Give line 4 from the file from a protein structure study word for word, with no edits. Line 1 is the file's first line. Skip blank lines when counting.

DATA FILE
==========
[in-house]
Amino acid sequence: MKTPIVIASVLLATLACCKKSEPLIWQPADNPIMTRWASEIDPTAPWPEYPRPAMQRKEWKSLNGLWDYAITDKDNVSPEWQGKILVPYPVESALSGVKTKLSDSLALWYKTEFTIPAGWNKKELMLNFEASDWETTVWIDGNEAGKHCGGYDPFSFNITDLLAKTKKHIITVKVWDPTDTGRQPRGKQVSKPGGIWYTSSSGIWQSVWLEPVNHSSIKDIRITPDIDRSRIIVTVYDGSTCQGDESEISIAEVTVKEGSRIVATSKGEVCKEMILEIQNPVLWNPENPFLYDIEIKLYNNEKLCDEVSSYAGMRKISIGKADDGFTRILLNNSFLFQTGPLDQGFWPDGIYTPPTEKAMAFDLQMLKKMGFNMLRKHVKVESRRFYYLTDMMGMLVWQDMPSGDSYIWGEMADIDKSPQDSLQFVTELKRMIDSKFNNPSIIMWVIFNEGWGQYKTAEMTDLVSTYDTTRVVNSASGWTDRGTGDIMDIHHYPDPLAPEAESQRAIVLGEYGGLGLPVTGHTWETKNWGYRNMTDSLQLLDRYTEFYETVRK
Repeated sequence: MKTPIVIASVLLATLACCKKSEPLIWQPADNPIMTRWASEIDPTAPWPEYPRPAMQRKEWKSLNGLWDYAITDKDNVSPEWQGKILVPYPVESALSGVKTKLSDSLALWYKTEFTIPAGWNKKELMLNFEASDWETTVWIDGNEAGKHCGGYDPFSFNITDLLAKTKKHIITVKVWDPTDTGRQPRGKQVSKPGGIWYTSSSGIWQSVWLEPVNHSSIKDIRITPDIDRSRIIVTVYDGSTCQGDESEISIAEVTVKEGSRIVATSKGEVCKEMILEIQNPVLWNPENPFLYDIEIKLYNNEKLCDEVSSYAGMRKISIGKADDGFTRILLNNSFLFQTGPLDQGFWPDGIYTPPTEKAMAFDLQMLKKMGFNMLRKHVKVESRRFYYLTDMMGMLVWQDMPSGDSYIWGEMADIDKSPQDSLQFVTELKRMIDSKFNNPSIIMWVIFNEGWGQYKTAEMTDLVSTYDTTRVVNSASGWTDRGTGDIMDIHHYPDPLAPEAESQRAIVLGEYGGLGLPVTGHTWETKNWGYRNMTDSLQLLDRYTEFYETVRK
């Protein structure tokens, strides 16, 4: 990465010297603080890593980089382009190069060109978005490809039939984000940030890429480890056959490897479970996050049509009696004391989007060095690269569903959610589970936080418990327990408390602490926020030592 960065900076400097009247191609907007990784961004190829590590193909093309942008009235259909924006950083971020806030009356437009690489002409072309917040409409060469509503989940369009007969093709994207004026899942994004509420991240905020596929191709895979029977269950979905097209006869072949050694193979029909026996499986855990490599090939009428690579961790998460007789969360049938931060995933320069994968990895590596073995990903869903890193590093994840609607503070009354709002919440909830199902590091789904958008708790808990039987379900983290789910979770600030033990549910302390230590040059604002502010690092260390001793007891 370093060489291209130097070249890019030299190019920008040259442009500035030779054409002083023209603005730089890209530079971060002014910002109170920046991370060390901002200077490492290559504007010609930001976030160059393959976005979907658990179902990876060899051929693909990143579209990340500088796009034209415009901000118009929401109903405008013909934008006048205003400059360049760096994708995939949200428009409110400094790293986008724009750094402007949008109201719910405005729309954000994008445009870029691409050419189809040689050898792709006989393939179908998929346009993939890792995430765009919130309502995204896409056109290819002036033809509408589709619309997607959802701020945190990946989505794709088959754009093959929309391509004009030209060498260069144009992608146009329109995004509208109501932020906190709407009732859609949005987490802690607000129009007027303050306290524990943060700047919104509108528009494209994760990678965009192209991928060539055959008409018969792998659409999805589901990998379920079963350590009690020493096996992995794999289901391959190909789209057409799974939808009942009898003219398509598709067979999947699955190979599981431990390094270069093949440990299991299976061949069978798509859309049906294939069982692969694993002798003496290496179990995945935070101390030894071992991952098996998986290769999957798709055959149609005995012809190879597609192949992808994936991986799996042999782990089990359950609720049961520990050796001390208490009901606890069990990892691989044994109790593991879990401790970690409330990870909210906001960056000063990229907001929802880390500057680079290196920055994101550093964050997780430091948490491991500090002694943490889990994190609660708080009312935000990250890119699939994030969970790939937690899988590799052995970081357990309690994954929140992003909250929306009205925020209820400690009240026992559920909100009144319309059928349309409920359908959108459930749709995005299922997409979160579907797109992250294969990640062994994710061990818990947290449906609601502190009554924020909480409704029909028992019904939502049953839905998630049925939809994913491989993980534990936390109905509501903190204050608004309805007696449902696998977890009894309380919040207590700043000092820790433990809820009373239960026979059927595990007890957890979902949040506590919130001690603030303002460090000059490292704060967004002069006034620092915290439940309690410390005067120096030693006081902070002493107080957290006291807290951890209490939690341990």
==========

């Protein structure tokens, strides 16, 4: 990465010297603080890593980089382009190069060109978005490809039939984000940030890429480890056959490897479970996050049509009696004391989007060095690269569903959610589970936080418990327990408390602490926020030592 960065900076400097009247191609907007990784961004190829590590193909093309942008009235259909924006950083971020806030009356437009690489002409072309917040409409060469509503989940369009007969093709994207004026899942994004509420991240905020596929191709895979029977269950979905097209006869072949050694193979029909026996499986855990490599090939009428690579961790998460007789969360049938931060995933320069994968990895590596073995990903869903890193590093994840609607503070009354709002919440909830199902590091789904958008708790808990039987379900983290789910979770600030033990549910302390230590040059604002502010690092260390001793007891 370093060489291209130097070249890019030299190019920008040259442009500035030779054409002083023209603005730089890209530079971060002014910002109170920046991370060390901002200077490492290559504007010609930001976030160059393959976005979907658990179902990876060899051929693909990143579209990340500088796009034209415009901000118009929401109903405008013909934008006048205003400059360049760096994708995939949200428009409110400094790293986008724009750094402007949008109201719910405005729309954000994008445009870029691409050419189809040689050898792709006989393939179908998929346009993939890792995430765009919130309502995204896409056109290819002036033809509408589709619309997607959802701020945190990946989505794709088959754009093959929309391509004009030209060498260069144009992608146009329109995004509208109501932020906190709407009732859609949005987490802690607000129009007027303050306290524990943060700047919104509108528009494209994760990678965009192209991928060539055959008409018969792998659409999805589901990998379920079963350590009690020493096996992995794999289901391959190909789209057409799974939808009942009898003219398509598709067979999947699955190979599981431990390094270069093949440990299991299976061949069978798509859309049906294939069982692969694993002798003496290496179990995945935070101390030894071992991952098996998986290769999957798709055959149609005995012809190879597609192949992808994936991986799996042999782990089990359950609720049961520990050796001390208490009901606890069990990892691989044994109790593991879990401790970690409330990870909210906001960056000063990229907001929802880390500057680079290196920055994101550093964050997780430091948490491991500090002694943490889990994190609660708080009312935000990250890119699939994030969970790939937690899988590799052995970081357990309690994954929140992003909250929306009205925020209820400690009240026992559920909100009144319309059928349309409920359908959108459930749709995005299922997409979160579907797109992250294969990640062994994710061990818990947290449906609601502190009554924020909480409704029909028992019904939502049953839905998630049925939809994913491989993980534990936390109905509501903190204050608004309805007696449902696998977890009894309380919040207590700043000092820790433990809820009373239960026979059927595990007890957890979902949040506590919130001690603030303002460090000059490292704060967004002069006034620092915290439940309690410390005067120096030693006081902070002493107080957290006291807290951890209490939690341990």